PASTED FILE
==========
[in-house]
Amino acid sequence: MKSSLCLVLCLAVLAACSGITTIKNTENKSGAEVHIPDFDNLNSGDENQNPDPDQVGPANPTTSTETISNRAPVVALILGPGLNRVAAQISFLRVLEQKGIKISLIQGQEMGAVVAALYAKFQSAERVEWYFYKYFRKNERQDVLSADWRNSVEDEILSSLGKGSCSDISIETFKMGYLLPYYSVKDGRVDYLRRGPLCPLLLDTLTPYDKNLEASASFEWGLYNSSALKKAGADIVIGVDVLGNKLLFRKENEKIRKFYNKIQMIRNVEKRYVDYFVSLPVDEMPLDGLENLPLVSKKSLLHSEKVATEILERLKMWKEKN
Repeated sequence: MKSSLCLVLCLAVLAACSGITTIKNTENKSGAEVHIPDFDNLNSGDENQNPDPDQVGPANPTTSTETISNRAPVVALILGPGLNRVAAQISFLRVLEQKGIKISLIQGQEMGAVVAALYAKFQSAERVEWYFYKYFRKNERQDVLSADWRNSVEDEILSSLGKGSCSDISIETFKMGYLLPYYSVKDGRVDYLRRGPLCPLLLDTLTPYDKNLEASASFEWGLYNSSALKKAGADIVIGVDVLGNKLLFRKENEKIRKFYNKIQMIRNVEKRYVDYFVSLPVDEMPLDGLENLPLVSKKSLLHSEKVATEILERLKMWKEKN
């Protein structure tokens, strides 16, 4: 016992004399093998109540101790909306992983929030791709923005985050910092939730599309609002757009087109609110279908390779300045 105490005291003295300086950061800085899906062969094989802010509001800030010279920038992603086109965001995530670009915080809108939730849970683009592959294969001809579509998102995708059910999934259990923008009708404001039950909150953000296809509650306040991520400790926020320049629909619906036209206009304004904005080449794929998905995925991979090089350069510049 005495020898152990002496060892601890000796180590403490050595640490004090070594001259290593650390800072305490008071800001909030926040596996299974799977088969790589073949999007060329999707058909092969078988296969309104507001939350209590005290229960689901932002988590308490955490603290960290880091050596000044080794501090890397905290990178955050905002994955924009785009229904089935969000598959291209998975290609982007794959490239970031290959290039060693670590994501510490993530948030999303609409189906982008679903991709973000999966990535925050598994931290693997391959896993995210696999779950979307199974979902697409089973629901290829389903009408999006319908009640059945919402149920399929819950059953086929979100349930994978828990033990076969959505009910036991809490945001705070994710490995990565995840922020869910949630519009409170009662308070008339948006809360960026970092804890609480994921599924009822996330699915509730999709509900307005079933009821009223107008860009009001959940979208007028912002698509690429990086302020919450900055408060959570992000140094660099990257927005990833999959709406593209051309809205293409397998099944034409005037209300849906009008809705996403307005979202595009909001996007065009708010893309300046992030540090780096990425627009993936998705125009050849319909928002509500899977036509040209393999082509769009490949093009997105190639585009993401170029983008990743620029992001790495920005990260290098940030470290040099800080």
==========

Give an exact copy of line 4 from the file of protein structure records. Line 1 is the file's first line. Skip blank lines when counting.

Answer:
């Protein structure tokens, strides 16, 4: 016992004399093998109540101790909306992983929030791709923005985050910092939730599309609002757009087109609110279908390779300045 105490005291003295300086950061800085899906062969094989802010509001800030010279920038992603086109965001995530670009915080809108939730849970683009592959294969001809579509998102995708059910999934259990923008009708404001039950909150953000296809509650306040991520400790926020320049629909619906036209206009304004904005080449794929998905995925991979090089350069510049 005495020898152990002496060892601890000796180590403490050595640490004090070594001259290593650390800072305490008071800001909030926040596996299974799977088969790589073949999007060329999707058909092969078988296969309104507001939350209590005290229960689901932002988590308490955490603290960290880091050596000044080794501090890397905290990178955050905002994955924009785009229904089935969000598959291209998975290609982007794959490239970031290959290039060693670590994501510490993530948030999303609409189906982008679903991709973000999966990535925050598994931290693997391959896993995210696999779950979307199974979902697409089973629901290829389903009408999006319908009640059945919402149920399929819950059953086929979100349930994978828990033990076969959505009910036991809490945001705070994710490995990565995840922020869910949630519009409170009662308070008339948006809360960026970092804890609480994921599924009822996330699915509730999709509900307005079933009821009223107008860009009001959940979208007028912002698509690429990086302020919450900055408060959570992000140094660099990257927005990833999959709406593209051309809205293409397998099944034409005037209300849906009008809705996403307005979202595009909001996007065009708010893309300046992030540090780096990425627009993936998705125009050849319909928002509500899977036509040209393999082509769009490949093009997105190639585009993401170029983008990743620029992001790495920005990260290098940030470290040099800080």